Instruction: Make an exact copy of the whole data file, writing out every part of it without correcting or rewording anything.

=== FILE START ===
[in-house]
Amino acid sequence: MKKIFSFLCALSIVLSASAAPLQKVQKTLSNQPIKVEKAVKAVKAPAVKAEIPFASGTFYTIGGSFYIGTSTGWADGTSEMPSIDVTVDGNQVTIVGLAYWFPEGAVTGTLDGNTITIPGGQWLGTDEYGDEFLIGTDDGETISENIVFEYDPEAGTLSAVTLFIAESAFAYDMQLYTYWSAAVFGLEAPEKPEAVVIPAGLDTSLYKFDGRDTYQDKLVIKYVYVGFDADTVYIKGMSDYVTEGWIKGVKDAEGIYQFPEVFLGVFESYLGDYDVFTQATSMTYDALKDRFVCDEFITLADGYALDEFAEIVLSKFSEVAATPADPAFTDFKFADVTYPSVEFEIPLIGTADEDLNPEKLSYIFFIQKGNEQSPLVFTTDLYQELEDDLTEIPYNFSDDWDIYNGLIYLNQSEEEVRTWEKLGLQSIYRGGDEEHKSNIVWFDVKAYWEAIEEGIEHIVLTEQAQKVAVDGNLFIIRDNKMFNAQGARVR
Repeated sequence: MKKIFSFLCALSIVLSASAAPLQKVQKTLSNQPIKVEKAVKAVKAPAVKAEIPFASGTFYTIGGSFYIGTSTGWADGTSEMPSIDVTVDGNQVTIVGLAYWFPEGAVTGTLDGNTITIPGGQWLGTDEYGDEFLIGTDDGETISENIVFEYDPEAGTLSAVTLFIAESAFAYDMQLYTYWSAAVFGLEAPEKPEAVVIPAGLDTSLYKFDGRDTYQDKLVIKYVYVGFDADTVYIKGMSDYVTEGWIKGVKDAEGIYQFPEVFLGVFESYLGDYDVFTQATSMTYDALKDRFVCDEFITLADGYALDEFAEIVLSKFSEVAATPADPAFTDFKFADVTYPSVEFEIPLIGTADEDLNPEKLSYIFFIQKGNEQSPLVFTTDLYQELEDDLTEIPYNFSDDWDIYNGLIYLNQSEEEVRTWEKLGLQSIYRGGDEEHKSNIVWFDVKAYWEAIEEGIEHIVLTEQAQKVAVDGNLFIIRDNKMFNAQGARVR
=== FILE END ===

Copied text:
[in-house]
Amino acid sequence: MKKIFSFLCALSIVLSASAAPLQKVQKTLSNQPIKVEKAVKAVKAPAVKAEIPFASGTFYTIGGSFYIGTSTGWADGTSEMPSIDVTVDGNQVTIVGLAYWFPEGAVTGTLDGNTITIPGGQWLGTDEYGDEFLIGTDDGETISENIVFEYDPEAGTLSAVTLFIAESAFAYDMQLYTYWSAAVFGLEAPEKPEAVVIPAGLDTSLYKFDGRDTYQDKLVIKYVYVGFDADTVYIKGMSDYVTEGWIKGVKDAEGIYQFPEVFLGVFESYLGDYDVFTQATSMTYDALKDRFVCDEFITLADGYALDEFAEIVLSKFSEVAATPADPAFTDFKFADVTYPSVEFEIPLIGTADEDLNPEKLSYIFFIQKGNEQSPLVFTTDLYQELEDDLTEIPYNFSDDWDIYNGLIYLNQSEEEVRTWEKLGLQSIYRGGDEEHKSNIVWFDVKAYWEAIEEGIEHIVLTEQAQKVAVDGNLFIIRDNKMFNAQGARVR
Repeated sequence: MKKIFSFLCALSIVLSASAAPLQKVQKTLSNQPIKVEKAVKAVKAPAVKAEIPFASGTFYTIGGSFYIGTSTGWADGTSEMPSIDVTVDGNQVTIVGLAYWFPEGAVTGTLDGNTITIPGGQWLGTDEYGDEFLIGTDDGETISENIVFEYDPEAGTLSAVTLFIAESAFAYDMQLYTYWSAAVFGLEAPEKPEAVVIPAGLDTSLYKFDGRDTYQDKLVIKYVYVGFDADTVYIKGMSDYVTEGWIKGVKDAEGIYQFPEVFLGVFESYLGDYDVFTQATSMTYDALKDRFVCDEFITLADGYALDEFAEIVLSKFSEVAATPADPAFTDFKFADVTYPSVEFEIPLIGTADEDLNPEKLSYIFFIQKGNEQSPLVFTTDLYQELEDDLTEIPYNFSDDWDIYNGLIYLNQSEEEVRTWEKLGLQSIYRGGDEEHKSNIVWFDVKAYWEAIEEGIEHIVLTEQAQKVAVDGNLFIIRDNKMFNAQGARVR